As I said, we have this tendency to just overreact and flip out with short sample sizes. I want to see how he does it, for a long period, against top competition.


April 25th, 2018 at 11:32 AM ^

Holtmann kept Butler at basically the same level as Brad Stevens, record-wise, while competing in a much tougher league. (Yes, in Stevens's last season, Butler jumped to the A10 before the new Big East was created.)

Also, I think you are inflating what people are saying about Holtmann. Bambi called him "very good" and I think most declarations of his coaching ability around here have fallen somewhere between "good" and "very good." The coaching job he did this past season has been described with more superlatives but I think his overall ability has been described pretty accurately.


April 25th, 2018 at 11:51 AM ^

Agreed entirely with what MH20 said. What he did was the "average" for Butler, but that was when Butler was in the Horizon. Doing that same "average" but in a Power conference is a completely different story. 

I'm also confused as to how you're ignoring the Miller year, which was the previous year in the Big East, when framing Holtmann's achievements yet are arguing that what Todd Lickliter did in the early/mid 2000s matters. If it's as easy to continue success as you're saying, why did Miller immediately flop while Holtmann immediately succeeded? That has to do with the quality coach you are. Holtmann has coached 4 years at a power conference, and had success in all 4 years while generally coaching at a talent defeciency. How long is enough evidence?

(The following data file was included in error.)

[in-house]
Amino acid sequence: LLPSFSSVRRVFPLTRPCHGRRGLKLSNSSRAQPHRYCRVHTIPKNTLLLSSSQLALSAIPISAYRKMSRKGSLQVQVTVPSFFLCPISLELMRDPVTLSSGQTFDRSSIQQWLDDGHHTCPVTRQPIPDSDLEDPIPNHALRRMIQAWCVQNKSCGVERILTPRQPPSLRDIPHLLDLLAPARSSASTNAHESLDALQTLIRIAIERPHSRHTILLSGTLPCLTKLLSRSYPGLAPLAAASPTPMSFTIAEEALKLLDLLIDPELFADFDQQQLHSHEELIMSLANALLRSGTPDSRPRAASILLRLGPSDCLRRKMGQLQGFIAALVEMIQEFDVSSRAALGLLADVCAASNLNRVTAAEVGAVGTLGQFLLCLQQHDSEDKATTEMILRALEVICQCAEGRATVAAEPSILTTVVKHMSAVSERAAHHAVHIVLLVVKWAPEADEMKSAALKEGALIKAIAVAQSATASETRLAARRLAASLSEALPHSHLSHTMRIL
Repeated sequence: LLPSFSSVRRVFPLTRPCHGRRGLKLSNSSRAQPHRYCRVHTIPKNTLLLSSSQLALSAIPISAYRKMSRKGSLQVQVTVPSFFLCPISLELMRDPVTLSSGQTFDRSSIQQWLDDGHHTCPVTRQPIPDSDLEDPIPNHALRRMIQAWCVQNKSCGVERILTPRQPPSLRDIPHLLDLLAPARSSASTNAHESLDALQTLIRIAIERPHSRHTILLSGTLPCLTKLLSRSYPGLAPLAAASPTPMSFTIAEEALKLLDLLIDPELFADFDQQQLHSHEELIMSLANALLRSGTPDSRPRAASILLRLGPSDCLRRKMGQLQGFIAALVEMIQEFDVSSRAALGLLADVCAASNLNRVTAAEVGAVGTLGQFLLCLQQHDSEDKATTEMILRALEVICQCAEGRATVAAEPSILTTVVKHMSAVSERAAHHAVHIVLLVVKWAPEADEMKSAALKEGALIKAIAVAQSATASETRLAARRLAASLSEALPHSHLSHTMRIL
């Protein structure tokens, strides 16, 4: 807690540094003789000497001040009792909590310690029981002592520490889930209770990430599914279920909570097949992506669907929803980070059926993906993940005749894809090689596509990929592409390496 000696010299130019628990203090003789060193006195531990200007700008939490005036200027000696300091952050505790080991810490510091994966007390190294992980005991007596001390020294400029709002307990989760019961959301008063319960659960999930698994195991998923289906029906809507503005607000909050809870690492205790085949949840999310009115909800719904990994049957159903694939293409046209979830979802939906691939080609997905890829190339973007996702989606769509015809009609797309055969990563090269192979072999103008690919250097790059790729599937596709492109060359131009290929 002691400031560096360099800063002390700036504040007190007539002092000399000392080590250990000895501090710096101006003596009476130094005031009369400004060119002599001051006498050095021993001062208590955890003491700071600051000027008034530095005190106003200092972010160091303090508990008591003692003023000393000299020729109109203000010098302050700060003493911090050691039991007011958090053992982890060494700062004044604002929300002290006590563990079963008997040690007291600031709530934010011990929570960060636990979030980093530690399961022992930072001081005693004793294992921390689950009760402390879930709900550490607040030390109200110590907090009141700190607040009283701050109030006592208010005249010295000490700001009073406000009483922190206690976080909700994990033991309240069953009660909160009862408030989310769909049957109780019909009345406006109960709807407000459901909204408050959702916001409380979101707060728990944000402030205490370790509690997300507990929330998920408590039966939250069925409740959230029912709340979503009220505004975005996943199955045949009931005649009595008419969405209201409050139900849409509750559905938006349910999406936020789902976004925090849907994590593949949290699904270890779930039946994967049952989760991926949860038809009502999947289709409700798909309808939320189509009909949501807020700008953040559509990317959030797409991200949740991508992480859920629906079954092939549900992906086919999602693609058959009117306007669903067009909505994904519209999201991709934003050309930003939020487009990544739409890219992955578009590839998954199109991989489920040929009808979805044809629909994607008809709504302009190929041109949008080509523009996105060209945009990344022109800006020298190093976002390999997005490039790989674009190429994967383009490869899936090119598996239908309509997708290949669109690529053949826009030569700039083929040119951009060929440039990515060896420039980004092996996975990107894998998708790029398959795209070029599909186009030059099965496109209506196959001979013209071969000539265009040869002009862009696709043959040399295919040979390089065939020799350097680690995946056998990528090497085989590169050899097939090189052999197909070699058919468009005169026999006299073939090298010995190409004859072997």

And once again, as MH20 said, I'm not saying Holtmann is a very good coach. This past season was an incredible job by him. I'm not saying he's the best coach in the conference or Michigan needs to run and hide or something like that, just that he's a very good coach. Similarly I'm not trying to convince you or sell you on his ability. You're saying you need more evidence, which is fine, and I'm saying we only have 4 years to judge his coaching ability on. And in those 4 years he's been a very good coach. So I see him as a very good coach.